Park Rangers

About our Park Rangers:

Park Rangers

Our team of Park Rangers at Adur & Worthing Councils maintain our parks and open spaces, working with green space volunteer community groups across Adur and Worthing helping them with various projects and supporting them in developing their groups, working to enable communities in Adur and Worthing to improve their health and wellbeing.

You can read our Park Rangers' current blog posts on this page below:

Find out about our Park Ranger bloggers below.

See also: Parks


21st July 2021: Get out into the sunshine with the Big Butterfly Count

Emily Ford, Park Ranger

Hi - my name is Emily and I am the blogger of the week from the Park Rangers' Team.

The sunshine is out, the wind is low, and the annual Big Butterfly Count has just begun. What more of an excuse do you need to get outside?

The Big Butterfly Count is a nationwide citizen science survey aimed at helping the Butterfly Conservation assess the health of our environment - with butterflies being a key indicator of ecosystem health. It started on Friday and will run until Sunday, 8th August 2021.

An area that is rich in butterflies and moths will also typically be rich in other invertebrates, which contribute a large amount to food chains as well as helping to pollinate plants and crops.

This count is easy to get involved with for people of all ages and requires little in the way of prior knowledge or experience to do so, so it's a great way to connect with your surroundings and identify wildlife.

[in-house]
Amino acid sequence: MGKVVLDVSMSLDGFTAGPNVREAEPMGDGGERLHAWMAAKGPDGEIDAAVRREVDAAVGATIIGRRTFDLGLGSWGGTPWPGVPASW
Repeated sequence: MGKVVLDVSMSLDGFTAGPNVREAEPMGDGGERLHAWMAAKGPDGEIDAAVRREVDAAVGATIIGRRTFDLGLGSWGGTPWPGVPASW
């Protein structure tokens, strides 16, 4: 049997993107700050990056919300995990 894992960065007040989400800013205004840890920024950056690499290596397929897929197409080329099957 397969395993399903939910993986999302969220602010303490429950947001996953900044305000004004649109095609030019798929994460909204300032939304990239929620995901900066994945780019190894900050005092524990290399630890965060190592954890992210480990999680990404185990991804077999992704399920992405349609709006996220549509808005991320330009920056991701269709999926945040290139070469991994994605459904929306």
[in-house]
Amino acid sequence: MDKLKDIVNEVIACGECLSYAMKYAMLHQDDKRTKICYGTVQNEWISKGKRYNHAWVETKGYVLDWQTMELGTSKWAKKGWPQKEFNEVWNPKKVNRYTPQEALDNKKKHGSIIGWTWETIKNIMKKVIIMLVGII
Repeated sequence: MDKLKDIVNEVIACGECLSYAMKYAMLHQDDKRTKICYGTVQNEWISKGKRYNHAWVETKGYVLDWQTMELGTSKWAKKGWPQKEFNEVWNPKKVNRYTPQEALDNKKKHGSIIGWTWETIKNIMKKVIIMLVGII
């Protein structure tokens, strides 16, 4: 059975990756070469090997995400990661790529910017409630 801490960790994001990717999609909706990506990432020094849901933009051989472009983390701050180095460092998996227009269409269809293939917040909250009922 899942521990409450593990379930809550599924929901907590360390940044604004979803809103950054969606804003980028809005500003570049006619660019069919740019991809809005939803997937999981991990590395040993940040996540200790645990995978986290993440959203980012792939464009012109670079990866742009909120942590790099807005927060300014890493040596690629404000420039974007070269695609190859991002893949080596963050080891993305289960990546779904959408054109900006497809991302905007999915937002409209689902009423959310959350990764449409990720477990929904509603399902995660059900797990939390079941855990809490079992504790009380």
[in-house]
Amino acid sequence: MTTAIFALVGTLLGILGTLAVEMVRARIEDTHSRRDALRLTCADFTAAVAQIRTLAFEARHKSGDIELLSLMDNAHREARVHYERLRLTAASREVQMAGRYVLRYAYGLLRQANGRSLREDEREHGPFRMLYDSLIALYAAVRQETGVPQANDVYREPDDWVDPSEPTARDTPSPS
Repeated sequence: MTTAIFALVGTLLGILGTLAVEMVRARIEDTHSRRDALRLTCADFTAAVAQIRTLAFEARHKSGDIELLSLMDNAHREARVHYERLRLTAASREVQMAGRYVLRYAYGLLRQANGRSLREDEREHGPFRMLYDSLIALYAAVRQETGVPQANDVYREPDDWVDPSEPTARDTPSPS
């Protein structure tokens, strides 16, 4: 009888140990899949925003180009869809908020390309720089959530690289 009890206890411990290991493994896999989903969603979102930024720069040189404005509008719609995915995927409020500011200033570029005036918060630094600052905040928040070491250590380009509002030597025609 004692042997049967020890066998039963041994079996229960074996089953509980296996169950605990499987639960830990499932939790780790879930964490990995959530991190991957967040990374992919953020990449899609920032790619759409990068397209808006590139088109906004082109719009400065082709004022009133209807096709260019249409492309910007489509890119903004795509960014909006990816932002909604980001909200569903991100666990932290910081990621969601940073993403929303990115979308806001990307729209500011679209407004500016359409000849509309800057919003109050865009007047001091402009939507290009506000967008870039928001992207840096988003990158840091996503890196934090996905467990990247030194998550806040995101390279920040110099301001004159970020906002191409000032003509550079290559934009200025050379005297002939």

All you have to do is count the butterflies you see for 15 minutes during bright and preferably sunny weather. You then report directly back to the Butterfly Conservation charity - which has a handy identification chart you can use. If you're counting from a fixed position, like your garden, count the maximum number of each species you can see at a single time.

The charity gives the example that if you see three Red Admirals together (photo below) then record it as three, but if you only see one at a time then record it as one - even if you saw one on several occasions - this is so you don't count the same butterfly more than once.

2021-07-21 - Red Admiral butterfly (Pixabay - 5542125)

If you undertake your count while out on a walk, add up the number of each butterfly species you see during the 15 minutes.

Butterflies are a type of flying insect, belonging in the same order as moths. The body of a butterfly is grey, brown or black, but their wings are brightly coloured on the inside. The underside is a camouflage colour to allow for protection, with display colours on the upper side.

Many species of butterfly have very specific habitat needs, involving specific food plants that leave the species vulnerable to changes.

Over the last few decades butterfly numbers have declined significantly because of changes in agriculture and climate change, which have removed these niches. Urban parks and gardens form a vital connection between main habitats as well as providing food sources for these species.

This is another vital reason we work to manage green spaces with conservation and biodiversity in mind, creating wildlife havens within our sites.

When you're next in one of our parks or even just sitting in your garden, why not keep an eye out for what you see, and remember, even if you don't see any butterflies, that's still important to record.

For more information, visit:

Photo: Comma butterfly

2021-07-21 - Comma butterfly (Pixabay - 4028049)

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14th July 2021: ReWilding - ReNaturing - What's the buzz?

Graeme Brooker, Park Ranger

Hi - my name is Graeme and I am the blogger of the week from the Park Rangers' Team.

Throughout the country the way green spaces are being managed is changing and that includes here in Adur and Worthing.